What Have We Learned?

During the process of developing the software, we examined a few different techniques for estimating the timing of biogas production from co-digested wastes.  There are more complicated models available such as Anaerobic Digestion Model #1 (ADM1), however many more parameters must be known/estimated for each waste type, (not to mention requiring a much more complicated user interface).  We felt that using a simplified first order kinetic model provides a good way to add the necessary complexity to model biogas production over time without overly complicated calculations.  The simplification allowed us to include a more complicated and yet more real world means of modeling the addition of wastes to a digester that wouldn’t be possible with more complicated digestion/biogas production models.

Future Plans

Currently, the Cornell Dairy Anaerobic Digestion Simulation Software is capable of predicting the amount of heat necessary to maintain digester temperatures, as well as the parasitic electrical load.  Future additions will include modeling the energy usage (and effects on biogas) of treatment processes to produce Renewable Natural Gas (RNG) from biogas.

We would also like to include the ability to track nutrients through the process of digestion.  Nutrient additions from the co-digestion of wastes also represent an important consideration for farm as they may or may not have the land base/crop requirements to use all of the imported nutrients.  The cost of treatment of the effluent from the digester to remove nutrients, or the shipment of effluent off site may have to be added into the determination of how much of a “tipping fee” a farmer would need to charge for taking an organic waste for co-digestion.

We hope to make the program freely available to the public to use.  Currently, the software is written in MATLAB which ordinarily requires a license to operate, however it is possible to create an executable standalone program that can be shared and run without the need to purchase MATLAB.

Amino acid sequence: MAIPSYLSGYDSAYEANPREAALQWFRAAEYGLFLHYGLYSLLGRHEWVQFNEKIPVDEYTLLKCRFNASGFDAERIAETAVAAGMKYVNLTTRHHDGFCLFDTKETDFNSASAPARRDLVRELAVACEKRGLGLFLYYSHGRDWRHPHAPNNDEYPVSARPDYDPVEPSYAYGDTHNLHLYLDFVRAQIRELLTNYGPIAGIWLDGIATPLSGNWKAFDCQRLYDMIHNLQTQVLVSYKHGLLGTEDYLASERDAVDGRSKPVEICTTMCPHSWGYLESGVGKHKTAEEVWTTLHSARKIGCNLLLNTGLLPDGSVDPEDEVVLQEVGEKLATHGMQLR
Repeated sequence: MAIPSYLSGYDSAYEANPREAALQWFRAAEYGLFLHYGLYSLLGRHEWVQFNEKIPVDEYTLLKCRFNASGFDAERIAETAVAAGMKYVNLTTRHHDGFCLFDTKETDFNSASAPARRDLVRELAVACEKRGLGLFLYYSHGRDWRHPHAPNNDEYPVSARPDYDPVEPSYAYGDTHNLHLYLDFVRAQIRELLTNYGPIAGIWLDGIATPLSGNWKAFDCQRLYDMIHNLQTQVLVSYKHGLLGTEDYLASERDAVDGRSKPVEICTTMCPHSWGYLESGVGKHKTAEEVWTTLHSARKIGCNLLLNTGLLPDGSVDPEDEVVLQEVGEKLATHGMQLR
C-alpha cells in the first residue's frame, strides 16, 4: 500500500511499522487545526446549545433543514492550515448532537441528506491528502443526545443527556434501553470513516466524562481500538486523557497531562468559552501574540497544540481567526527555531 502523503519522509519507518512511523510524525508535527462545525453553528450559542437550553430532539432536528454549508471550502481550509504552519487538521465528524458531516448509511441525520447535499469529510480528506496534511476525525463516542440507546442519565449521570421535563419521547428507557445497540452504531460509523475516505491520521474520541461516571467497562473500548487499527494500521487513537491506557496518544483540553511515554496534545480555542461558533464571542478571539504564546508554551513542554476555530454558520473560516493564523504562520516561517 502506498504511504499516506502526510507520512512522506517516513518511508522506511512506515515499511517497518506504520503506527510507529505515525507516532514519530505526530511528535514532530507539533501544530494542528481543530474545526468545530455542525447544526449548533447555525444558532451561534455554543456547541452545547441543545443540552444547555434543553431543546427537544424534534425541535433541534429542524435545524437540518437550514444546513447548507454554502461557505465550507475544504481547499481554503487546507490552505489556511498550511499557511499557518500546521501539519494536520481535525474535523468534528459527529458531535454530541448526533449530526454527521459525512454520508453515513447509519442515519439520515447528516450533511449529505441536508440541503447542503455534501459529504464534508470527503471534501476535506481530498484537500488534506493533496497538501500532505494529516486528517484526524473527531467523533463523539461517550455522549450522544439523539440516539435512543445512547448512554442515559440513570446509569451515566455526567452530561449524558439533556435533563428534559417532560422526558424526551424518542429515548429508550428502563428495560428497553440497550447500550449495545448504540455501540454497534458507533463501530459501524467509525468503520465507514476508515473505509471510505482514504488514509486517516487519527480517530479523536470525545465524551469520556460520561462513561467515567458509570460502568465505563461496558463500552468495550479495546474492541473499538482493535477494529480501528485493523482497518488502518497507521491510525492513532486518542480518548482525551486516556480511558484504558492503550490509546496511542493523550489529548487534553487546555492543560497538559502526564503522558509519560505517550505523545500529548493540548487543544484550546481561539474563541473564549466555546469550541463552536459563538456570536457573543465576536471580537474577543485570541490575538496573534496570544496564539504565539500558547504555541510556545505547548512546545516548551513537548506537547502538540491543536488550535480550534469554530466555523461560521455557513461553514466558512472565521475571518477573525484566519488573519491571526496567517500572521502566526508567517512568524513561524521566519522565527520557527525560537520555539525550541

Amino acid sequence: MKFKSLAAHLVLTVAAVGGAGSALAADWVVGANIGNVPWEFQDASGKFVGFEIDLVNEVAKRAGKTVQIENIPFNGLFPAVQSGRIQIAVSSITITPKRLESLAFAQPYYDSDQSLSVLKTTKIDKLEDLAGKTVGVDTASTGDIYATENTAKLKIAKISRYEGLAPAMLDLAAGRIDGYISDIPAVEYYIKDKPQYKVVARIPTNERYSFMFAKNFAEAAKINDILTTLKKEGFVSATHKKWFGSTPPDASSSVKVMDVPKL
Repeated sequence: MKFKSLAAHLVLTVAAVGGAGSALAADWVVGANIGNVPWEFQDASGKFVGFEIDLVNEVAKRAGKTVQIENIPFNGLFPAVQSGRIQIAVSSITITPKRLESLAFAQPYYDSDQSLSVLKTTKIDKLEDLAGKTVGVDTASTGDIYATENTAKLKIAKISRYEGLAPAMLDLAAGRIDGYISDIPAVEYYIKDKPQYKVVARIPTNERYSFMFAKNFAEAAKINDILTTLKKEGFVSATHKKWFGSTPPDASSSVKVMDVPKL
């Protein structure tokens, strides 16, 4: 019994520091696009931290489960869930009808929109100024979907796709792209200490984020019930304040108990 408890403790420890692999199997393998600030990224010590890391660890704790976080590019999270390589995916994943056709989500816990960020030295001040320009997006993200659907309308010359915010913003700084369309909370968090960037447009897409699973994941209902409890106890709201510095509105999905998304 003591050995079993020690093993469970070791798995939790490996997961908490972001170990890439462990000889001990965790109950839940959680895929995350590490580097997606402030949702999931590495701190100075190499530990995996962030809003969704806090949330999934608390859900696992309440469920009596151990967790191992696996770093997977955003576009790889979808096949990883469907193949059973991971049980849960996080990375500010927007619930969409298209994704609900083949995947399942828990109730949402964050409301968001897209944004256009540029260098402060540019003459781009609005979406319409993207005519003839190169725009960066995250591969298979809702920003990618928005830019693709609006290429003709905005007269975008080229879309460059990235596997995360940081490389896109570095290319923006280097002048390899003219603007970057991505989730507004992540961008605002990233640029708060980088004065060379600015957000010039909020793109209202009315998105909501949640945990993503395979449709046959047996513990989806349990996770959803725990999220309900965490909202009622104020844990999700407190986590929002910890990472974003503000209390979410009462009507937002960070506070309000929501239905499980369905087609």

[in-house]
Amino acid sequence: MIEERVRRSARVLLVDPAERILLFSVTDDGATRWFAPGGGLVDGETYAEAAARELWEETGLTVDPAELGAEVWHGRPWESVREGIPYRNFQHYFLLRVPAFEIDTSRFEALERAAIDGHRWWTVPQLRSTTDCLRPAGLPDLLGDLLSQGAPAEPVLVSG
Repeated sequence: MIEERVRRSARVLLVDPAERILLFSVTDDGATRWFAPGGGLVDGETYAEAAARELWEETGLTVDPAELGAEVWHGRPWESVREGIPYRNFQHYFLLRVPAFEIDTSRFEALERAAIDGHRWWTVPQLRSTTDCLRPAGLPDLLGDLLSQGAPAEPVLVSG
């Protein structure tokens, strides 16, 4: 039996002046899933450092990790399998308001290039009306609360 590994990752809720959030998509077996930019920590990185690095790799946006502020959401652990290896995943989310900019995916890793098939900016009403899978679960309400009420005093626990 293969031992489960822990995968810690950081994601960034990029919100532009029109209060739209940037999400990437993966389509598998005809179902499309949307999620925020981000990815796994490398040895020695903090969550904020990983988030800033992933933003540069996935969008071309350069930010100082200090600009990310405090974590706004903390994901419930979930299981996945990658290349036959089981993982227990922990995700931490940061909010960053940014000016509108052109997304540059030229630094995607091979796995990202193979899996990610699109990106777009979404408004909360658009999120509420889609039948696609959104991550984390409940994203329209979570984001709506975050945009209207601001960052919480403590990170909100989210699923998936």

Authors

Timothy Shelford, Extension Associate, School of Integrated Plant Science, Cornell University

Corresponding author email address

tjs47@cornell.edu

Additional authors

Curt Gooch, Senior Extension Associate Emeritus, Department of Biological and Environmental Engineering, Cornell University

Peter Wright, Agricultural Engineer, Department of Animal Science, Cornell University

Lauren Ray, Agricultural Energy Systems Engineer, Cornell University

 

The authors are solely responsible for the content of these proceedings. The technical information does not necessarily reflect the official position of the sponsoring agencies or institutions represented by planning committee members, and inclusion and distribution herein does not constitute an endorsement of views expressed by the same. Printed materials included herein are not refereed publications. Citations should appear as follows. EXAMPLE: Authors. 2022. Title of presentation. Waste to Worth. Oregon, OH. April 18-22, 2022. URL of this page. Accessed on: today’s date.

Characterization of Innovative Manure Treatment Components

Purpose

Improvements in manure treatment/nutrient management are an important need for dairy farms to move substantively towards sustainability. This project quantifies several individual manure treatment components and component assemblies targeted to address farm/environment needs. Project outcomes should help dairy farms to make better-informed decisions about manure/nutrient management systems.

Societal demand for farms to reduce their environmental impact is driving the need for improved and cost-effective manure/nutrient management options. Dairy farms may need advanced manure treatment systems to be economically, environmentally, and societally sustainable.

What Did We Do?

Specific treatments being evaluated include anaerobic digestion, active composting, sequencing batch reactors, solid-liquid separation systems including, screw press separation, dissolved air floatation, centrifuging, and solid treatment systems including bedding recovery units and pelletization. We are working with a farm that has an anaerobic digester and screw press separators. They have been planning to install a Dissolved Air Flotation (DAF) system. The farm was approached with an in-vessel composting technology “active composting” to determine if it could effectively convert portions of the digested separated liquid flow to a stabilized solid that could be pelletized and exported, while the liquids could be further treated to become dilute enough to be spray irrigated on a limited acreage.